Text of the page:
Isolation rules change as Nunavut eases restrictions

Negative result on self-test doesn’t end isolation period, Patterson says

The Government of Nunavut reported 125 new cases of COVID-19 and 117 recoveries on Monday after clearing a reporting backlog over the weekend. (Image by Gerd Altmann from Pixabay)

By Mélanie Ritchot

COVID-19 restrictions and isolation rules eased up in Nunavut on Monday, as teachers returned to their classrooms to prepare for many students to come back next week.

The territory’s chief public health officer, Dr. Michael Patterson, announced changes to the rules for isolation in a news release on Monday.

“Evidence shows it is reasonable to shorten isolation for some individuals depending on the situation,” Patterson said.

He asked people to “please” finish their full length of time they are required to isolate.

“Leaving isolation early increases the risk of spreading COVID in a community, which will lead to tighter restrictions.”

A negative result on a self-test for COVID-19 does not mean the isolation period can end early, he said.

The rules apply to people who are isolating because they have COVID-19, came in contact with someone who does, or are entering Nunavut:

  • Someone with COVID-19 who has had two doses of a vaccine must isolate for seven days;
  • Someone with COVID-19 who is unvaccinated must isolate for 10 days;
  • High-risk contacts and people living with someone who has COVID-19 must isolate for 10 days after their last exposure, whether they are vaccinated or not;
  • People travelling to Nunavut must isolate for 10 days after entering the territory.

People who have received a third vaccine dose don’t need to isolate for the 10-day period after travelling into Nunavut as long as they got the booster shot at least two weeks before entering Nunavut, Chris Puglia, a spokesperson for the Department of Health, confirmed in an email.

The isolation periods start either from the time symptoms started or when someone received a positive COVID-19 test result.

The isolation period will be extended if the person’s symptoms haven’t stopped for 24 hours.

Public health restrictions also eased across the territory on Monday, with travel restrictions ending for most communities. The exemptions are Iqaluit, Rankin Inlet and Pangnirtung, where travel restrictions remain in place.

For indoor gatherings, 25 people can now gather and five people plus household members can gather indoors.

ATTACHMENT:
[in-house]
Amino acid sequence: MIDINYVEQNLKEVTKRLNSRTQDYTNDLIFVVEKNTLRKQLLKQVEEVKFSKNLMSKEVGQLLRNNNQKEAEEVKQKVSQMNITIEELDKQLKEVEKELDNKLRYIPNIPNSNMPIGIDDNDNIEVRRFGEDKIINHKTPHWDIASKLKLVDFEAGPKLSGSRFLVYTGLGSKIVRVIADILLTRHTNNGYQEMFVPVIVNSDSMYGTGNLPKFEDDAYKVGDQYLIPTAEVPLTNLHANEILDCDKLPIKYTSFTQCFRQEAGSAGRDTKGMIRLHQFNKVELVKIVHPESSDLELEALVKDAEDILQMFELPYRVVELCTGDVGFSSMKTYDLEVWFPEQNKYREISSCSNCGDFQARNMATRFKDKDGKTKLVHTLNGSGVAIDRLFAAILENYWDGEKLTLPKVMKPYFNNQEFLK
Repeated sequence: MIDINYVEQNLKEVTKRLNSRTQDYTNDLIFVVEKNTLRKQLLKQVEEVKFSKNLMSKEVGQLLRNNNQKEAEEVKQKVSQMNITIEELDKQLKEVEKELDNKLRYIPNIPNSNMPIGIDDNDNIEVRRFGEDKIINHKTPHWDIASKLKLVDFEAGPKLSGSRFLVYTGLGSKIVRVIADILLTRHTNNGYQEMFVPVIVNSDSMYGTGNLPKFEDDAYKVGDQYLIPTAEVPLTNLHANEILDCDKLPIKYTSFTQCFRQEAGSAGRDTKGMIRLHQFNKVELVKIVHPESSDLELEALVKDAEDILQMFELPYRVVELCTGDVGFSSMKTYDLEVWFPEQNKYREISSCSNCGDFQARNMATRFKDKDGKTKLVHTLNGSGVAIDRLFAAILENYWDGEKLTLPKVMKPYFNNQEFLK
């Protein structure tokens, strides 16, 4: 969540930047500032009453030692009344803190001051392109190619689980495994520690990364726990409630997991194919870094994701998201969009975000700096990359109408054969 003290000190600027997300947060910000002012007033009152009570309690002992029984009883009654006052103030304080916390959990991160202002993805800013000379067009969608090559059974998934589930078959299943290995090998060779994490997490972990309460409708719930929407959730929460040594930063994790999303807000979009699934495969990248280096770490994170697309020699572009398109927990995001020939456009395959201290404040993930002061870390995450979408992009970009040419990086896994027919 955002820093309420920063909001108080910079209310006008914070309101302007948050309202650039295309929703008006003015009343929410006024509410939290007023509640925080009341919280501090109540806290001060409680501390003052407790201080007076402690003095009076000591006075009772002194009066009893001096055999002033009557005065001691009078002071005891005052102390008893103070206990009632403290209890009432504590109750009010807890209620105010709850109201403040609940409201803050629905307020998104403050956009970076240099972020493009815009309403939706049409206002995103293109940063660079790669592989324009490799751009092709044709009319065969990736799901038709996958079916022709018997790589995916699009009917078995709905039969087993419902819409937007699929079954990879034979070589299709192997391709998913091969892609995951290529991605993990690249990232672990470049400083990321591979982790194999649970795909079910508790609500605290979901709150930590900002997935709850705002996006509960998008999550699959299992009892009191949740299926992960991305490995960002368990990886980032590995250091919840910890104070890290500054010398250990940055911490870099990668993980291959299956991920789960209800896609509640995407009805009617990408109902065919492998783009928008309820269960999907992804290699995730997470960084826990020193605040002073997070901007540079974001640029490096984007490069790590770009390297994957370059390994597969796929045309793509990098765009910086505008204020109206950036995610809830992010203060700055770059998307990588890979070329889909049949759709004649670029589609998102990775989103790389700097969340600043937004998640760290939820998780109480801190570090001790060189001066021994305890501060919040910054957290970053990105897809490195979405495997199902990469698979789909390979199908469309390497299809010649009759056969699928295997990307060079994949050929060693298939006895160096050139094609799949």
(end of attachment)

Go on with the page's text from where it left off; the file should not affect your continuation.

Daycares can also reopen and teachers can head back to their classrooms to start lesson planning.

Students are slated to return to school on Jan. 24, although whether that’s in person or not will be decided on a case-by-case basis.

At an update last week, Patterson said schools in every community except for Cambridge Bay, Iqaluit, Kinngait, Arviat and Rankin Inlet can open at full capacity.

These five communities will open at 50 per cent capacity for now.

Places like gyms, community centres, arenas and churches can also reopen to 25 people or 25 per cent capacity, whichever is less.

Personal services like hairdressers can reopen, but restaurants can still only serve takeout meals.

With a backlog on reporting cases being cleared over the weekend, Nunavut had a total of 125 new cases and 117 recoveries reported on Monday, bringing the active total to 151 cases.

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(3) Comments:

  1. Posted by Arctic hamster on

    Does anyone know why the pool and gym aren’t open? From how I read this, it should…

    • Posted by Old timer on

      You need water in a pool so if the water is contaminated will they let u swim? And you need to drink water when your workout and also the water is contaminated will they let u workout in a gym? Guess this answer your question. The ?

  2. Posted by Why in isolation with a negative test result on

    The article says isolation to start after a negative test. Then why are people in isolation waiting for test results when they are tested in the community as negative more than once.

    Overly cautious and creating undue hardship because of poor testing abilities.

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